12.02.2014

Our Nighttime Set-Up for Sick Toddlers

Unfortunately, my Little Mouse got a hold of a roll at Thanksgiving that wasn't intended to be on his menu. 

With his animal milk protein intolerance, we have to be very careful that there isn't even a TRACE of milk in his food, whether it's an ingredient baked into something, an additive, or straight-up dairy products. After an afternoon of worrying my guts out (I know the Bible says not to, but...Moms will be Moms...), he started getting the sniffles; the first sign of a reaction. Then, what had started as the sniffles morphed into something far worse in a matter of minutes. So instead of enjoying our post-Thanksgiving food hangover the evening after the festivities, we were up all night rocking and singing, wiping snot, and mopping up buckets of toddler puke.

At the first sign of cramping and discomfort, I wasn't about to mess around. Before we headed to bed, I got all my sick supplies and prepared for a night of terror. 
 
1) PUKE BUCKET
Okay, okay, I know: 16-month-olds cannot aim their projectiles. But I sure as heck can try to catch it! I don't know if all kids are this way, but Little Mouse has a tell when he's about to puke. He gets very still, gags a little, heaves once, and then out comes the real deal. So if I grab the puke bucket - in our case an old, large yogurt container - by that first little gag, I still have one heave to get it in position under his bobbing head before he erupts. 

2) BED PREP
LAYER THAT SUCKER UP! You can use waterproof mattress pads, a layer of fleece fabric, or even pet pee-pee pads (I wouldn't...but you could!) The idea is the same: Use alternating layers of a fitted sheet over a waterproof fabric in order to block the bodily fluids from the clean layer of sheets beneath. That way, if Mount Vesuvius blows at 2am all over the bed sheets, you're not scrambling for fresh linens and making the bed in a tired stupor.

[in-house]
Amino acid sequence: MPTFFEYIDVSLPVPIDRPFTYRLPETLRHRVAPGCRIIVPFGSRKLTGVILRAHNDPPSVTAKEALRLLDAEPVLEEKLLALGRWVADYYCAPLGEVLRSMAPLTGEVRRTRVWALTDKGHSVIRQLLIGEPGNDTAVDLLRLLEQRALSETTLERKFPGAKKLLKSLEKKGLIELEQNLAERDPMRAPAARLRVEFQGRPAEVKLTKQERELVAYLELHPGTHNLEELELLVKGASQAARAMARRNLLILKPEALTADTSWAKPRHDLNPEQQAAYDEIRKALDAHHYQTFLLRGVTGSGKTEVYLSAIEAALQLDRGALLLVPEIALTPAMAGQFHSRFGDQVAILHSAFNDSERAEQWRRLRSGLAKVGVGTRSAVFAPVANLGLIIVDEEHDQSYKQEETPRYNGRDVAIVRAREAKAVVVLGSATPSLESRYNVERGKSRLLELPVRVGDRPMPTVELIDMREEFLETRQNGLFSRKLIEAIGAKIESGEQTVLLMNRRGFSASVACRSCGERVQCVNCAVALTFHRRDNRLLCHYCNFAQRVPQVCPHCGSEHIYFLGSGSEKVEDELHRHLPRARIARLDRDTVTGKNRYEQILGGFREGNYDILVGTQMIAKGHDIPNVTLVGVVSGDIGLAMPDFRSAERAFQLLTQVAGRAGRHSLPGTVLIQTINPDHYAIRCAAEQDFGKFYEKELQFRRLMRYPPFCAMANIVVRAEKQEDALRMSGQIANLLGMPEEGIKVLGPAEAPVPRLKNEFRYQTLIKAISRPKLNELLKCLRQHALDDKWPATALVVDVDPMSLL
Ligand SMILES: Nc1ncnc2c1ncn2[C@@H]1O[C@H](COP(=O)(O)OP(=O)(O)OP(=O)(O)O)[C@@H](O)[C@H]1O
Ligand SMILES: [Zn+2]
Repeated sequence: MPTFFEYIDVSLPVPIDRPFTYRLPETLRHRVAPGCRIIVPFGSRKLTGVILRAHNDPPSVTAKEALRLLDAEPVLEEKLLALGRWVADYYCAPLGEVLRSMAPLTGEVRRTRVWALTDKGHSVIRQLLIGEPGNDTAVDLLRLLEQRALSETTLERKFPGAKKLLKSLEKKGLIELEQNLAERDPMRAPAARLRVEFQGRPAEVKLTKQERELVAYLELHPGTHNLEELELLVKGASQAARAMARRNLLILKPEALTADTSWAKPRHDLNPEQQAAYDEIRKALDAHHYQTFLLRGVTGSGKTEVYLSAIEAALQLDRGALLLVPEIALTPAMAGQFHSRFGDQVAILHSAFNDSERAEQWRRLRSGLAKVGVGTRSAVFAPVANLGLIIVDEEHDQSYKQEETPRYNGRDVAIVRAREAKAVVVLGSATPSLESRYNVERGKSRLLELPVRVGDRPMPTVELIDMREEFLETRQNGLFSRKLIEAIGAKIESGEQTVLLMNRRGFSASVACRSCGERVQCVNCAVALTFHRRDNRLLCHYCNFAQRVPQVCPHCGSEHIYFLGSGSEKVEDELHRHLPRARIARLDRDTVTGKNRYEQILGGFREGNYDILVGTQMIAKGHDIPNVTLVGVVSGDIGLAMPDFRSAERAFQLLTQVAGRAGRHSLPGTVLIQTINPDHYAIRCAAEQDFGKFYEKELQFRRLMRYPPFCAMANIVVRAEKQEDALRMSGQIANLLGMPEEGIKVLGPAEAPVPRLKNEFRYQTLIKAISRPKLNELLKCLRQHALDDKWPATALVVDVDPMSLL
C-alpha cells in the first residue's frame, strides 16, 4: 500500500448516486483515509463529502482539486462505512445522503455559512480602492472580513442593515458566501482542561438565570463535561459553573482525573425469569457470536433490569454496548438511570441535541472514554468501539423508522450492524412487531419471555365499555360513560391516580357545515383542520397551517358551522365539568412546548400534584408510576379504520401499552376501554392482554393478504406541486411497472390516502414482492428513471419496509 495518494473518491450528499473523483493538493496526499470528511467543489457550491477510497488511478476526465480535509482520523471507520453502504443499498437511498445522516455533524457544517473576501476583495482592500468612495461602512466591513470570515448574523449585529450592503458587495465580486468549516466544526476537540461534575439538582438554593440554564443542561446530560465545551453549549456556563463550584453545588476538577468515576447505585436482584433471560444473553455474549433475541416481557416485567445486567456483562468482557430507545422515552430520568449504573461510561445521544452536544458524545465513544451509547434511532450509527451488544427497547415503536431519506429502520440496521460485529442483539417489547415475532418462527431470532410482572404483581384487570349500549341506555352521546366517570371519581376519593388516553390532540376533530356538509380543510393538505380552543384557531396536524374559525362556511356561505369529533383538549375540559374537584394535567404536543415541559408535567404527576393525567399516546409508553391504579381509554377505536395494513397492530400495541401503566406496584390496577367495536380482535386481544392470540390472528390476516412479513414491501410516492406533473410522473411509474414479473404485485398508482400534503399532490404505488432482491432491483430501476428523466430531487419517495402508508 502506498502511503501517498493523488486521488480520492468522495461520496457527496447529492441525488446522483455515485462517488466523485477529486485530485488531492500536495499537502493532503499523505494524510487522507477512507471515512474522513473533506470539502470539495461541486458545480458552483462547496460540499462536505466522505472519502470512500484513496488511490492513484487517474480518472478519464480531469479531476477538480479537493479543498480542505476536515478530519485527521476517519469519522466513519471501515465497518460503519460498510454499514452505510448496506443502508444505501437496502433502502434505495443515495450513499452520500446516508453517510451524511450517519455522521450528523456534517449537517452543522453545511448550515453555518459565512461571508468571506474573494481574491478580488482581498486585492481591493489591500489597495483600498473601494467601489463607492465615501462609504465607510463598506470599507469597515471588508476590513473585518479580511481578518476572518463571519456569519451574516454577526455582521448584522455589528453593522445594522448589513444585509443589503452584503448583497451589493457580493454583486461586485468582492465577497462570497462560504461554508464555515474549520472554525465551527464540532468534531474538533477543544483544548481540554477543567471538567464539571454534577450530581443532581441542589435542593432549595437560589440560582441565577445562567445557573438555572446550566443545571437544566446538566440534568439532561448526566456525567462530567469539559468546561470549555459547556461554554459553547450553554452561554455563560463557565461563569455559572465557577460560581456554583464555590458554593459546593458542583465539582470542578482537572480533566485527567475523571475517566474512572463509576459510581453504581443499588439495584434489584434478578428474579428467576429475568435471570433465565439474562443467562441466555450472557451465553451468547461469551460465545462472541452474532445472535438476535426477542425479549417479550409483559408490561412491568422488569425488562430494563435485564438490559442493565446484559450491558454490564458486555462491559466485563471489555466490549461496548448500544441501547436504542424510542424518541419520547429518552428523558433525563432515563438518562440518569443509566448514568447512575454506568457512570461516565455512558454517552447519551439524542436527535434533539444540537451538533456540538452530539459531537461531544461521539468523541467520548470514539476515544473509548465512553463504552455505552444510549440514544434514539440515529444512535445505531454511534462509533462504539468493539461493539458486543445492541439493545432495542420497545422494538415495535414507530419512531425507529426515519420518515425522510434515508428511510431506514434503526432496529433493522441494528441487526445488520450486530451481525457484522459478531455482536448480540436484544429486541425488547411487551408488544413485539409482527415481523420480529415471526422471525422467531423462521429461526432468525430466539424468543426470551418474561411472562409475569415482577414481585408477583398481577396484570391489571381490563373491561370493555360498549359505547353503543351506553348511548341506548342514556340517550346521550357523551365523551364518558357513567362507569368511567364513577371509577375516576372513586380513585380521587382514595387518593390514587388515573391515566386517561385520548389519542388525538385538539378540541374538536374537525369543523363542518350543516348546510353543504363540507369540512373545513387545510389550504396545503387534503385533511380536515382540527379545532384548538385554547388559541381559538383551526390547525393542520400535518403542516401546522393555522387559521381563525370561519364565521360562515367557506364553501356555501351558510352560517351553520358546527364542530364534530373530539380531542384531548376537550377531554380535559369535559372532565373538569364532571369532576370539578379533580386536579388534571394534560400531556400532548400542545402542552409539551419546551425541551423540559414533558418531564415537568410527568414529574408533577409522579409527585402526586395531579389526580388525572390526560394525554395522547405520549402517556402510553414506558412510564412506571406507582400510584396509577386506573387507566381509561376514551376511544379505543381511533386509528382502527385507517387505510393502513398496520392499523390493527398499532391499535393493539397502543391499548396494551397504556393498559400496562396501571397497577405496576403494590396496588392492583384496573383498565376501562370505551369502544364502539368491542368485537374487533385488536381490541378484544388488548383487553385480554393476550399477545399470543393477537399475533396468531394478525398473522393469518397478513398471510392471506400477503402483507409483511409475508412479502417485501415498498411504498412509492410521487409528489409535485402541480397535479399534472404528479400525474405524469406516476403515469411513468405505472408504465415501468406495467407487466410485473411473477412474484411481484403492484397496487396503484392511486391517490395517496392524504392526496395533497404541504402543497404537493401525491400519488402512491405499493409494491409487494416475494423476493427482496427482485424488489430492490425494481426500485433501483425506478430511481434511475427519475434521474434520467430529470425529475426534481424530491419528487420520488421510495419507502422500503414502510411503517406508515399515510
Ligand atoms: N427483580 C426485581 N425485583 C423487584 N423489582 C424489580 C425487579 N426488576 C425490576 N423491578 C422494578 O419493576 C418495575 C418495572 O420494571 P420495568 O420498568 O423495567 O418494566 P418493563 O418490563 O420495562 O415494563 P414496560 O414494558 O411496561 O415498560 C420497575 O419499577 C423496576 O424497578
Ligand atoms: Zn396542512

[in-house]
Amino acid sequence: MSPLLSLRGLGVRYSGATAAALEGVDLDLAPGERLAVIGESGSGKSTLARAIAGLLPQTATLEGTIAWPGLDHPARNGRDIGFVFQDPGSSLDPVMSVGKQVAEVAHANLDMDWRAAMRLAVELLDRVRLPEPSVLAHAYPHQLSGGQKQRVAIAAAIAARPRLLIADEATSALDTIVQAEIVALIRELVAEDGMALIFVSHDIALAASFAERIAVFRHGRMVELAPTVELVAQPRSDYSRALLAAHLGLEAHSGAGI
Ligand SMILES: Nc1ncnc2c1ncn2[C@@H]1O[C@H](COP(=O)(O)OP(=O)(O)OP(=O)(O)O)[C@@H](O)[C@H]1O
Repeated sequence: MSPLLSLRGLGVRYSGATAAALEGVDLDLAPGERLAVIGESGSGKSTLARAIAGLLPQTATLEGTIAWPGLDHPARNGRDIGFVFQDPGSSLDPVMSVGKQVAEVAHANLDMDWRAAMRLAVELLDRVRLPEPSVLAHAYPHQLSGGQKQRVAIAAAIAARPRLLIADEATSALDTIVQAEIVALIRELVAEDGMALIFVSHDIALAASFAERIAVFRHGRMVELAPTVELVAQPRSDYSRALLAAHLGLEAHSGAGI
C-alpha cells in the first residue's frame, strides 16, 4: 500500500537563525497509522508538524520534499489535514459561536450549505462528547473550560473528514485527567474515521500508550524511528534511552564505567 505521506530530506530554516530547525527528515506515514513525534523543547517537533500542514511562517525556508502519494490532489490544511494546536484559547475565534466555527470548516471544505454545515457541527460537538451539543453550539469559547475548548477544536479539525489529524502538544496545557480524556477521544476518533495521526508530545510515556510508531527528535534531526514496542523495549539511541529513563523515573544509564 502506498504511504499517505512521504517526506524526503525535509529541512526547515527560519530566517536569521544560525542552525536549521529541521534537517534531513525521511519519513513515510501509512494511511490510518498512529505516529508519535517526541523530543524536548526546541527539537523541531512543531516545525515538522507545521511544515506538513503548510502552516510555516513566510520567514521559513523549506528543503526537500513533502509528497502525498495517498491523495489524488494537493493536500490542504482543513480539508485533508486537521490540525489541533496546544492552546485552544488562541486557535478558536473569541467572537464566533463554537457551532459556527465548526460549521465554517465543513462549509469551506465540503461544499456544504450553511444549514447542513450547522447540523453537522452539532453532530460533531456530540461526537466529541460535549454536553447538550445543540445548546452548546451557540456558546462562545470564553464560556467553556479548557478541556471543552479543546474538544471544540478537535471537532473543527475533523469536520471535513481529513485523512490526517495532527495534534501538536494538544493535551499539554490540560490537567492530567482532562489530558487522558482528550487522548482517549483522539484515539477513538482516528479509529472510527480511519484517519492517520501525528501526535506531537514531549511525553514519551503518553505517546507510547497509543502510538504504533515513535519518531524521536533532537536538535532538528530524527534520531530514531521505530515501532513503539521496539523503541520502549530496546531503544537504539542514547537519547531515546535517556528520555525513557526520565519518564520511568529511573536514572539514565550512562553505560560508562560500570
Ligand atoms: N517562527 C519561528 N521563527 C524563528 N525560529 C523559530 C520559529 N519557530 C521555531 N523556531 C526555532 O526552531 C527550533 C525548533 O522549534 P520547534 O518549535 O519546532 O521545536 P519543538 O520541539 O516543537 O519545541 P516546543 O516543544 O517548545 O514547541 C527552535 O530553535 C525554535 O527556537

Our set-up went like this [we bed share with a twin floor his toddler day bed side-carred beside our queen floor mattress]:
( Layer 1: ) Folded sheet tucked firmly between wall & our mattress over a toddler-sized waterproof pad.
( Layer 2: ) Another folded sheet like the first, over a slightly smaller waterproof pad.
( Layer 3: ) Fitted sheet over the smallest waterproof pad in the pack. 

And underneath that was the mattress pad. Then our bed was layered with several fleece blankets that we could strip off as needed. So when he spewed, all we had to do is pull off the soiled layer and throw it in the...

3) LAUNDRY BASKET w/ LARGE GARBAGE BAG
That way, in the morning, all the stinky stuff is in one place to treat and launder. And because the basket is lined with a plastic garbage bag, there's no surprise puddles or dripping.

4) BURP CLOTHS and/or WASHCLOTHS & WATER BOTTLE
Not just for the obvious mess clean-up, though! We also used these so we would have fresh, cool rags on hand to place on Little Mouse's poor, hot head (crying your guts out is sweaty, exhausting work). I remember how good it felt when I was little and sick to have my Mom lovingly place a cool washcloth on my head and sing softly. I can only hope it gave Little Mouse the same kind of comfort.

5) NIGHT LIGHT
We usually don't sleep with a night light for a whole slew of reasons (not to mention Little Mouse just sleeps better without one), but we make a special exception for times of sickness. Mostly out of necessity, but also so Little Mouse can easily find his loveys. Which brings me to #6...

6) LOVEYS (not in place of us, but in addition to us)